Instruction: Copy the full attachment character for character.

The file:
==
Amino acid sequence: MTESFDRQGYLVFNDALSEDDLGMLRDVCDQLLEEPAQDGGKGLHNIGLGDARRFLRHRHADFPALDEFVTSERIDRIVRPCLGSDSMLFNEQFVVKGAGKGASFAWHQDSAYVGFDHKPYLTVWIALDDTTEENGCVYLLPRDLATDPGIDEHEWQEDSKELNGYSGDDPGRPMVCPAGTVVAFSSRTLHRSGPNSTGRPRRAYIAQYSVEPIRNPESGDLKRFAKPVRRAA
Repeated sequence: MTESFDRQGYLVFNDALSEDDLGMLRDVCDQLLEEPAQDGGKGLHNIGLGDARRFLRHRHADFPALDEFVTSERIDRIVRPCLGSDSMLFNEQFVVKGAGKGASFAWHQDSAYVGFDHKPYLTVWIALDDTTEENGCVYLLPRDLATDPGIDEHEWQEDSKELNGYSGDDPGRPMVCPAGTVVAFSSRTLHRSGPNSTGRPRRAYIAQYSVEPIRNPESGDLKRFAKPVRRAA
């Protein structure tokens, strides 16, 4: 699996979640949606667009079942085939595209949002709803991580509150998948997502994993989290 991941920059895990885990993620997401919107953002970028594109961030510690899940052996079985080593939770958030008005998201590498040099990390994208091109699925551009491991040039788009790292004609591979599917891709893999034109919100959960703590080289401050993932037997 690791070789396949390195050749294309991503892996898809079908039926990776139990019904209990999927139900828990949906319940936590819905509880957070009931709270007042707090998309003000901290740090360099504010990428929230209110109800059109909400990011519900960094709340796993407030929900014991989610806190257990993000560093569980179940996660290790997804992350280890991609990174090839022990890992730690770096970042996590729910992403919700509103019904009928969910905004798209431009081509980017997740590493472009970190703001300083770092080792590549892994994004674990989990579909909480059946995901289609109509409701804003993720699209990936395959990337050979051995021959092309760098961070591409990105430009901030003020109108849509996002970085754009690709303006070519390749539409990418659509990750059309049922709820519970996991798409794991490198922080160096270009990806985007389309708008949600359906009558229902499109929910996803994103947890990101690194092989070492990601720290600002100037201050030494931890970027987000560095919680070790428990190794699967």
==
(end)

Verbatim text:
Amino acid sequence: MTESFDRQGYLVFNDALSEDDLGMLRDVCDQLLEEPAQDGGKGLHNIGLGDARRFLRHRHADFPALDEFVTSERIDRIVRPCLGSDSMLFNEQFVVKGAGKGASFAWHQDSAYVGFDHKPYLTVWIALDDTTEENGCVYLLPRDLATDPGIDEHEWQEDSKELNGYSGDDPGRPMVCPAGTVVAFSSRTLHRSGPNSTGRPRRAYIAQYSVEPIRNPESGDLKRFAKPVRRAA
Repeated sequence: MTESFDRQGYLVFNDALSEDDLGMLRDVCDQLLEEPAQDGGKGLHNIGLGDARRFLRHRHADFPALDEFVTSERIDRIVRPCLGSDSMLFNEQFVVKGAGKGASFAWHQDSAYVGFDHKPYLTVWIALDDTTEENGCVYLLPRDLATDPGIDEHEWQEDSKELNGYSGDDPGRPMVCPAGTVVAFSSRTLHRSGPNSTGRPRRAYIAQYSVEPIRNPESGDLKRFAKPVRRAA
């Protein structure tokens, strides 16, 4: 699996979640949606667009079942085939595209949002709803991580509150998948997502994993989290 991941920059895990885990993620997401919107953002970028594109961030510690899940052996079985080593939770958030008005998201590498040099990390994208091109699925551009491991040039788009790292004609591979599917891709893999034109919100959960703590080289401050993932037997 690791070789396949390195050749294309991503892996898809079908039926990776139990019904209990999927139900828990949906319940936590819905509880957070009931709270007042707090998309003000901290740090360099504010990428929230209110109800059109909400990011519900960094709340796993407030929900014991989610806190257990993000560093569980179940996660290790997804992350280890991609990174090839022990890992730690770096970042996590729910992403919700509103019904009928969910905004798209431009081509980017997740590493472009970190703001300083770092080792590549892994994004674990989990579909909480059946995901289609109509409701804003993720699209990936395959990337050979051995021959092309760098961070591409990105430009901030003020109108849509996002970085754009690709303006070519390749539409990418659509990750059309049922709820519970996991798409794991490198922080160096270009990806985007389309708008949600359906009558229902499109929910996803994103947890990101690194092989070492990601720290600002100037201050030494931890970027987000560095919680070790428990190794699967």